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Pakistan's Political Future: A Conversation with Imran Khan

Imran Khan explains the political ills afflicting Pakistan, and reflects on the younger generation's attitude toward India, in New York on Jan. 25, 2008. (4 min., 45 sec.)

Imran Khan explains the political ills afflicting Pakistan, and reflects on the younger generation's attitude toward India, in New York on Jan. 25, 2008. (4 min., 45 sec.)

NEW YORK, Jan. 25, 2008 — Imran Khan, chairman of the Pakistan Tehreek-e-Insaf Party (Movement for Justice), spoke to a sold-out audience today at the Asia Society about the dire political situation in Pakistan and the urgent need for democratic governance.

The onetime cricket star put forth a forceful argument that the true battle in Pakistan is not between conservatives and liberals, but between the status quo and change, positioning himself as an agent for this much-needed change. Khan's overarching theme was the importance of good governance in paving the way for a democratic future in Pakistan.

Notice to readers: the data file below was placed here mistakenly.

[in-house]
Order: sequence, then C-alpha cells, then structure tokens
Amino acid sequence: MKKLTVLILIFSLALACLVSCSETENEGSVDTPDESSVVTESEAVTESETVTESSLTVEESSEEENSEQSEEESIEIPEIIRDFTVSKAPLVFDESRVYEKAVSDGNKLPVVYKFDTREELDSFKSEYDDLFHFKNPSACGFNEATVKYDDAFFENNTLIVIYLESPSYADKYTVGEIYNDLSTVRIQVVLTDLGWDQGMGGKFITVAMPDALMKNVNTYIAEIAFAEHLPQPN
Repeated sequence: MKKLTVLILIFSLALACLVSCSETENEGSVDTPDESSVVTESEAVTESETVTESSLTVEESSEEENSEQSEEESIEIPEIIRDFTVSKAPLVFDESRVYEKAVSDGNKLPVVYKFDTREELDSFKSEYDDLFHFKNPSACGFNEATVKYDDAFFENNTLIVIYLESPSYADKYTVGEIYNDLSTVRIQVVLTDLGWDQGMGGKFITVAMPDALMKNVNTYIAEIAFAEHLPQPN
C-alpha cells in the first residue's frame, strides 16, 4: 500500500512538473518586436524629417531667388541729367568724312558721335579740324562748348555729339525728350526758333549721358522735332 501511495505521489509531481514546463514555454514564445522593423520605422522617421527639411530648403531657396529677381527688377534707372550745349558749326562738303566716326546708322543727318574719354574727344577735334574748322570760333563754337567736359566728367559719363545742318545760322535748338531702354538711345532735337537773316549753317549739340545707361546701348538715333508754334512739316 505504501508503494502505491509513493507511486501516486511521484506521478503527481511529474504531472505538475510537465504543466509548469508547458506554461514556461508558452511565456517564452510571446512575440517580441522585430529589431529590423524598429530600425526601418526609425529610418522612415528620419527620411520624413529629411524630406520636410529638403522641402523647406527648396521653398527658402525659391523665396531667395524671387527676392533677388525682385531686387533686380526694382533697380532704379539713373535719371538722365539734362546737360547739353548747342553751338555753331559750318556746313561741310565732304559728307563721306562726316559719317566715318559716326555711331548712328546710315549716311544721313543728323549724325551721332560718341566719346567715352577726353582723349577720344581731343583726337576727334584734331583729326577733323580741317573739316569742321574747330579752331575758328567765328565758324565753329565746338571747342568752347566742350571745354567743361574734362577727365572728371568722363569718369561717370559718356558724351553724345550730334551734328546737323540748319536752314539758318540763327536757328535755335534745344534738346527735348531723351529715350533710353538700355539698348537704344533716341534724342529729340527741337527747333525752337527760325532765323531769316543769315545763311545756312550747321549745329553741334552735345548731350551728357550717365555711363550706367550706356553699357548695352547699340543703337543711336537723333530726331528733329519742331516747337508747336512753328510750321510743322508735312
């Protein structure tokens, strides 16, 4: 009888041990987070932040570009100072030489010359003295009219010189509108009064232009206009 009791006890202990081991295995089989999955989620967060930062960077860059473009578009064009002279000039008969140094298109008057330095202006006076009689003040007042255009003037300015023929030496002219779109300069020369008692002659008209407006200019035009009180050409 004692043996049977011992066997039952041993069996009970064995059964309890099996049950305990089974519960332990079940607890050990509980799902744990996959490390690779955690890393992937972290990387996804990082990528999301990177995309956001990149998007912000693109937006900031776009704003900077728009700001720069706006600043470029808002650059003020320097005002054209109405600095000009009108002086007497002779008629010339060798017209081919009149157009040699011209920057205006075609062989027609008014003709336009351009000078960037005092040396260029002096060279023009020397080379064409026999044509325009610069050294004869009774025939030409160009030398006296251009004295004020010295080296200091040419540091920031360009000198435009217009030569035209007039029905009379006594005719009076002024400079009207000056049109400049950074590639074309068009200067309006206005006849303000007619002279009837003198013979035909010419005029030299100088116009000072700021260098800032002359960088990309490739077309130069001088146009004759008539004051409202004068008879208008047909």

Specifically, he stressed the need for rule of law, checks and balances, and a functioning judiciary as prerequisites from which all other challenges (such as poverty and fundamentalism) can then be tackled. Among his pointed criticisms of President Musharraf, Khan described the corruption and repression that has accompanied his regime, including a personal anecdote of his own escape during the November 2007 declaration of martial law.

And as a testament to his respecting democracy over dynasty, Khan jokingly assured the audience that should something happen to him, his son would not be passed the torch of the Pakistan Tehreek-e-Insaf Party.

Audio: Imran Khan at Asia Society New York (1 hr., 13 min.)